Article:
How Strategic Charitable Giving Can Maximize Your Deduction
Posted by Laura Williams on May 23, 2017
Charitable giving truly is the gift that keeps on giving. In addition to the positive feelings you get from giving to a needy charity, a charitable gift can reduce your taxes. In this article I’ll show you how planned giving, which takes into account how your income (and therefore tax brackets) change over time, can let you donate the same amount to charity while maximizing the charitable gift deduction. (Another, often related, strategy to maximize charitable giving is to donate highly appreciated securities, instead of cash. For more on that, click here.)
Qualified charitable gifts reduce taxable income by the amount of the gift (up to certain limits outlined in IRS Publication 526), provided you itemize your deductions. The tax savings equals the value of the gift multiplied by your tax bracket. For example, if you are in the 35% marginal tax bracket and make a charitable gift of $10,000, the tax benefit would be $3,500 ($10,000 x 35%). You’ll notice that the higher your tax bracket, the greater the benefit of charitable giving.
Below I’ll show you how changing the timing of charitable giving can lead to greater tax savings if changes in your income imply different marginal tax brackets in different years. For purposes of my analysis I’ll assume that tax brackets remain constant over time. I’ll also ignore the time value of money. Sensible Financial does not give tax advice, so you should consult your CPA or qualified tax accountant for a detailed assessment of your charitable giving strategy.
Annual Charitable Giving
Many people make equal dollar gifts to the same charities every year. If your income and your marginal tax brackets vary over time, the tax benefits of your annual gifts may change as well. Let’s look at an example: a married couple is currently in a high marginal tax bracket (still working) and will be in a low marginal tax bracket in the future (once they retire). The chart below shows the pattern of income they anticipate as well as the break points between different Federal marginal tax rates.
The couple plans to make $10,000 of charitable gifts every year for the next 40 years ($400,000 in total). For the next four years they will be in the 35% marginal tax bracket, so the tax benefit of each annual gift is $3,500 ($10,000 x 35%). Once the couple reaches age 65, they will be in the 25% marginal tax bracket and the tax benefit of that same $10,000 gift will only be $2,500 ($10,000 x 25%). Following the strategy of gifting $10,000 per year for life, the couple would realize $104,000 in tax savings from their charitable deductions.
Strategic Charitable Giving
Alternatively, the couple could maximize the tax benefit of their charitable giving by “frontloading” their gifts in the years in which they are in their highest marginal tax bracket. Instead of gifting $10,000 annually for 40 years, they could gift $100,000 annually for four years. Using this method, the couple would realize $134,664 in tax savings from charitable gifts over their lives.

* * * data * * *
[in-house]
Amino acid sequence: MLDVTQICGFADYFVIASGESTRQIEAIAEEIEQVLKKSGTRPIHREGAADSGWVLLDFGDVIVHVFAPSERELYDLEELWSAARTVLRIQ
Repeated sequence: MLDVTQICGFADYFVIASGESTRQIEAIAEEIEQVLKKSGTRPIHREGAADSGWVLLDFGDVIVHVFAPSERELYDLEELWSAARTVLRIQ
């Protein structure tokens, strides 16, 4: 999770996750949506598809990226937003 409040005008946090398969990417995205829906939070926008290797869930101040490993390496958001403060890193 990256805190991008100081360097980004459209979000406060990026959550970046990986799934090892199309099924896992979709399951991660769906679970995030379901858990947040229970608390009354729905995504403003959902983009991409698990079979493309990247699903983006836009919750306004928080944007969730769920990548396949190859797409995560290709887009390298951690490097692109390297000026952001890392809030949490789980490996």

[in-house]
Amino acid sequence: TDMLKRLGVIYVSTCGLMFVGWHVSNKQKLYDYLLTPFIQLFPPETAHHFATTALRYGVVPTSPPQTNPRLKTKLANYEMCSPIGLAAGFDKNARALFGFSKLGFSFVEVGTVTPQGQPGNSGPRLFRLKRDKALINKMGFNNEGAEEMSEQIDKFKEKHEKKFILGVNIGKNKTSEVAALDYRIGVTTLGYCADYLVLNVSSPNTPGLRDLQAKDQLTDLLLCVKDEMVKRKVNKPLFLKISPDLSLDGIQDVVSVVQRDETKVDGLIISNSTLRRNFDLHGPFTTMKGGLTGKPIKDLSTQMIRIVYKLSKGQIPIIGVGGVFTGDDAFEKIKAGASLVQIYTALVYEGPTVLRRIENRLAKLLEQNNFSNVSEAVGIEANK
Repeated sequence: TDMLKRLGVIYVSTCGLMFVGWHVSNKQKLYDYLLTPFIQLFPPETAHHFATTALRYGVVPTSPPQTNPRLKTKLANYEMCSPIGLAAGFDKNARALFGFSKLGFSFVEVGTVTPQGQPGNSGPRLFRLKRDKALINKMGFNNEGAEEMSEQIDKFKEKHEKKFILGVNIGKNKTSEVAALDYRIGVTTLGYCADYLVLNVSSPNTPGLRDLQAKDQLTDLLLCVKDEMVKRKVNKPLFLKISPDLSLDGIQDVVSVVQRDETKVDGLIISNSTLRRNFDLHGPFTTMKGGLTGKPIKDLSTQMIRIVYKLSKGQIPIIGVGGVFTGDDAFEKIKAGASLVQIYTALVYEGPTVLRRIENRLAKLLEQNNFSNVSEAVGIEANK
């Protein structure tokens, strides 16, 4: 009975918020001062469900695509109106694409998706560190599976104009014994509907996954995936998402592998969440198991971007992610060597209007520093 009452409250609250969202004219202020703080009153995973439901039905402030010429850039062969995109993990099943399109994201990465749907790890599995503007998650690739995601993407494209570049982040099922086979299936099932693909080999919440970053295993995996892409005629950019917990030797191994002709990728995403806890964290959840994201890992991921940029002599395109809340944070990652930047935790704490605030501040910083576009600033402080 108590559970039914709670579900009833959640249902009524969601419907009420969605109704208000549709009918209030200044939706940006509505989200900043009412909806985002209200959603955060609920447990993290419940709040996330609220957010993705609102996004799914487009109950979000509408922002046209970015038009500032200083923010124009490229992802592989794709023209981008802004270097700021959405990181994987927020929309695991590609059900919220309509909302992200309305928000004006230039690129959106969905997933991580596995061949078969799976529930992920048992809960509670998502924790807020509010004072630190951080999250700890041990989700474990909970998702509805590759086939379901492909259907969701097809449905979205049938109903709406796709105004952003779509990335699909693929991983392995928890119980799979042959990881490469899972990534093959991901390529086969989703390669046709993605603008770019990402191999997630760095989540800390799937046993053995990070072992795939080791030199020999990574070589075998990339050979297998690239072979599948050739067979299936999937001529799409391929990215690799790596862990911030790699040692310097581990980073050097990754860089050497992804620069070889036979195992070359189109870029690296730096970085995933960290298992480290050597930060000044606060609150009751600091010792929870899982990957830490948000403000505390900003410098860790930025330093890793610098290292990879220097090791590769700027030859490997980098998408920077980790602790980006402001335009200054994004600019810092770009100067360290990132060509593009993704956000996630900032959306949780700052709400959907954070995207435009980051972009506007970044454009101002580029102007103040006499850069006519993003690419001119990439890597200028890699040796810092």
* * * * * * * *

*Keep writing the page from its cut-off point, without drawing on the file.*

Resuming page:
The benefit of timing your charitable gifts will be greater when there is a significant difference between current and future marginal tax brackets. In the above example, the couple saved an additional $30,664 in taxes simply by changing the timing of their gifts.
One issue with the frontloading strategy is that some people prefer to support the same charities each year on an ongoing basis. For those who like the idea of regular giving but still want to take advantage of making gifts while in a high lifetime tax bracket, a donor advised fund may be a solution.
A Note on Donor Advised Funds
A donor advised fund is an account set up at a qualified public charity, e.g. Fidelity Charitable Gift Fund. Contributions made to a donor advised fund are treated as tax deductible charitable gifts in the year of the contribution and, as such, are irrevocable. Monies in a donor advised fund remain in the account until you make “grants” to your chosen qualified public charities. Importantly, you are not required to make grants to charities from the account in the same year that you contribute to the donor advised fund. This allows you to separate the tax deduction element from the gift element of your charitable donation.
Using a donor advised fund would allow for the couple in our example to both front-load the $400,000 in gifts in four years (maximizing the tax benefit) and make $10,000 charitable grants from the account each year over their lifetimes. 
Consider your current and future marginal tax brackets when making charitable gifts. Strategizing the timing of your charitable gifts can allow you to receive a greater tax benefit over your lifetime or allow for you to gift more!
 The value of assets in the Donor Advised Fund will fluctuate depending on how they are invested and on the returns to those investments. Thus, in our example, the couple’s favorite charity may receive either more or less than $400,000 if the investments perform well or poorly.
Laura Williams is a Junior Financial Advisor at Sensible Financial. Got a question for Laura about planned charitable giving? Ask in the comments section below! To speak with someone on our dedicated team about how Sensible Financial can help you plan for your financial future, click here!